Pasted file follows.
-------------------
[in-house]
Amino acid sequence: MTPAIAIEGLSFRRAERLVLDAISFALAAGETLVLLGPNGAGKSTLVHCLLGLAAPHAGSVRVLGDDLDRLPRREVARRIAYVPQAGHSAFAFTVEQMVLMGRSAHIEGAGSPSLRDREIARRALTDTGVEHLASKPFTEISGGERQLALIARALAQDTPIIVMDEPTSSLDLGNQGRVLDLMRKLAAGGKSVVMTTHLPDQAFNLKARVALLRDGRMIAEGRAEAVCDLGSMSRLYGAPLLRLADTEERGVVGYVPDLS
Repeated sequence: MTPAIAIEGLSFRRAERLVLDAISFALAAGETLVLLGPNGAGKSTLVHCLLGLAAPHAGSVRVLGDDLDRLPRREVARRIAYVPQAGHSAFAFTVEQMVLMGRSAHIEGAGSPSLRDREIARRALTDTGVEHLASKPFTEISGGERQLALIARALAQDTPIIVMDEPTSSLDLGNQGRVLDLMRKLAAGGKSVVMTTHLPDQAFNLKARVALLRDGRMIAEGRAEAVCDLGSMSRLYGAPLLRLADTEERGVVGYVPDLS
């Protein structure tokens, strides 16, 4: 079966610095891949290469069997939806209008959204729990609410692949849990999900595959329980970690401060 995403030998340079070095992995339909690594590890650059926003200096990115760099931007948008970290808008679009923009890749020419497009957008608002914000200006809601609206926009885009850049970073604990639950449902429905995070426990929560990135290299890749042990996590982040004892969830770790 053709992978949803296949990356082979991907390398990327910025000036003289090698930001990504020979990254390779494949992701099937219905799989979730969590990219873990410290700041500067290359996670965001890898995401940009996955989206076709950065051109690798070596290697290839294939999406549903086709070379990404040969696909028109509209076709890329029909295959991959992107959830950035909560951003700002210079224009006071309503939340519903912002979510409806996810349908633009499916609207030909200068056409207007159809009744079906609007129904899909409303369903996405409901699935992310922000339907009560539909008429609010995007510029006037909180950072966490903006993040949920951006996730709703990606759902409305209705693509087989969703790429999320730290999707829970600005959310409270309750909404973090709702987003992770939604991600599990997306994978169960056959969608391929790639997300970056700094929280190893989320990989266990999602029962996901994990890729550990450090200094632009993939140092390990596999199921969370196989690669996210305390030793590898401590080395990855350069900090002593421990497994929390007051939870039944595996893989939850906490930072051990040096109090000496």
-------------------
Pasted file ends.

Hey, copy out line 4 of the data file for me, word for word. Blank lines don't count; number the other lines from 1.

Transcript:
């Protein structure tokens, strides 16, 4: 079966610095891949290469069997939806209008959204729990609410692949849990999900595959329980970690401060 995403030998340079070095992995339909690594590890650059926003200096990115760099931007948008970290808008679009923009890749020419497009957008608002914000200006809601609206926009885009850049970073604990639950449902429905995070426990929560990135290299890749042990996590982040004892969830770790 053709992978949803296949990356082979991907390398990327910025000036003289090698930001990504020979990254390779494949992701099937219905799989979730969590990219873990410290700041500067290359996670965001890898995401940009996955989206076709950065051109690798070596290697290839294939999406549903086709070379990404040969696909028109509209076709890329029909295959991959992107959830950035909560951003700002210079224009006071309503939340519903912002979510409806996810349908633009499916609207030909200068056409207007159809009744079906609007129904899909409303369903996405409901699935992310922000339907009560539909008429609010995007510029006037909180950072966490903006993040949920951006996730709703990606759902409305209705693509087989969703790429999320730290999707829970600005959310409270309750909404973090709702987003992770939604991600599990997306994978169960056959969608391929790639997300970056700094929280190893989320990989266990999602029962996901994990890729550990450090200094632009993939140092390990596999199921969370196989690669996210305390030793590898401590080395990855350069900090002593421990497994929390007051939870039944595996893989939850906490930072051990040096109090000496």